Professors Serving as Amicus and Counsel for SCOTUS Scholars’ Briefs

February 4th, 2015

In recent years, there has been a proliferation of “scholars’ briefs.” (I have joined several). On some of the briefs, a Law Professor has served in two capacities: as both counsel and amicus. On the one hand, the scholar lends his or her academic imprimatur to the brief, providing additional credibility to the legal arguments in the brief. In theory, at least, arguments made by a scholars should receive more weight than arguments made by a regular lawyer. On the other hand, the professor serves as an advocate with a duty of zealous representation. In most cases, the client is a group of law professors, or organizations whose interests are aligned with the amicus. But, the same rules of professional responsibility apply.

I see that these two roles may be inherently in tension. The role of the scholar and that of the advocate is different. I don’t know that I can do both simultaneously. As a scholar, I go out of my way to charitably describe both sides of an argument (as best as I can). As an advocate, this tact would be foolish, and possibly unethical to the extent that it impaired my client’s case. As a professor, I would be hesitant to make an argument that hasn’t been completely thought through, as it may impact my scholarly reputation. As an advocate, especially in litigation that is moving quickly, a much more lax standard would apply to provide the tribunal with the best arguments counsel can muster. As an advocate there are certain arguments I would not be comfortable making as a scholar, and vice versa.

Granted, a lot of scholarship (mine included) veers towards advocacy. Further, this is not to say that scholars cannot contribute to the briefs. They should–a big problem with the scholars’ briefs is that the professors sometimes blindly sign their names to them.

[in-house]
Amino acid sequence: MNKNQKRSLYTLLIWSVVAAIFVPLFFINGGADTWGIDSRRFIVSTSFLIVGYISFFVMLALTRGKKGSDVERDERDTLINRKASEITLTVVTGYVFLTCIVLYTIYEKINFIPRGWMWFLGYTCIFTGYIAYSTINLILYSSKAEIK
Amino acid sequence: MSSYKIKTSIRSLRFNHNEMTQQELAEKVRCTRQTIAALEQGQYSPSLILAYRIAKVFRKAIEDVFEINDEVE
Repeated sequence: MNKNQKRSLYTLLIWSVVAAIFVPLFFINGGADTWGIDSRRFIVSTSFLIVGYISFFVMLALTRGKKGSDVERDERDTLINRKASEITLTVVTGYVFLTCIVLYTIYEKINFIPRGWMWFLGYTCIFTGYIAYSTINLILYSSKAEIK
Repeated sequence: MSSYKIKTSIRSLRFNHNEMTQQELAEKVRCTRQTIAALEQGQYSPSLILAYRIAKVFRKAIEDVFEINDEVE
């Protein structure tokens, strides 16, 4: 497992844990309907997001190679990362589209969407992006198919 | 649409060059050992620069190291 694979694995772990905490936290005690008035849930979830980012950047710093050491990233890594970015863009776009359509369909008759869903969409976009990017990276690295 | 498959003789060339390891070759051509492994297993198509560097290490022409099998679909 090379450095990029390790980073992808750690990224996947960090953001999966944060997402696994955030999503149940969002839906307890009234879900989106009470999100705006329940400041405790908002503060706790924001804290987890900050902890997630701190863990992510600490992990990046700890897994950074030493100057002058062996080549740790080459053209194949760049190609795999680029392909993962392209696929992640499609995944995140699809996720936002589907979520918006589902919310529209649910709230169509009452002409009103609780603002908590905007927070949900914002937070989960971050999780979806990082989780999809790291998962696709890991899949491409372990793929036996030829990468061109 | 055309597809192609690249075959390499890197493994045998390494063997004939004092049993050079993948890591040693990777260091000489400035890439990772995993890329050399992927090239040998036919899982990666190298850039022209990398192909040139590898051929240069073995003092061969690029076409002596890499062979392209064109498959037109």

Formally at least, having separate parties as amicus and counsel helps to keep the roles distinct.

Is there any etiquette on this? I welcome your thoughts on this question.

Update: My good friend Steve Vladeck post a thoughtful reply at Prawfs. I think our biggest point of disagreement is this:

Otherwise, what Josh is suggesting is that academic experts either not involve themselves in drafting the brief that is ultimately on their behalf, or not include themselves as one of the experts whenever they have helped to draft the argument–even when their academic expertise and their legal drafting perfectly dovetail.

That isn’t at all what I think. I wrote in my post “this is not to say that scholars cannot contribute to the briefs. They should.” The sole focus was whether the same professor should both join the brief as amicus, and sign on as counsel. The duties as an advocate under the model rules of ethics differ from norms as a scholars. Even though Law Professors write briefs on behalf of other scholars, they are still bound by duties of zealous representation. Ask yourself: are there any arguments that you would make in a brief that you would not make in a law review article. If the answer is yes, then you recognize the differing roles of the advocate and the scholar. If the answer is no, then you are not serving as a zealous advocate for your client. It is possible, but potentially problematic for professors to have it both ways. Even where the client is a group of professors, the same obligations apply. To advance the interests of your client, the author of the brief may decide to make arguments that wouldn’t fly in a law review. But if the author of the brief is also an amicus, the author’s scholarly reputation would limit such decisions.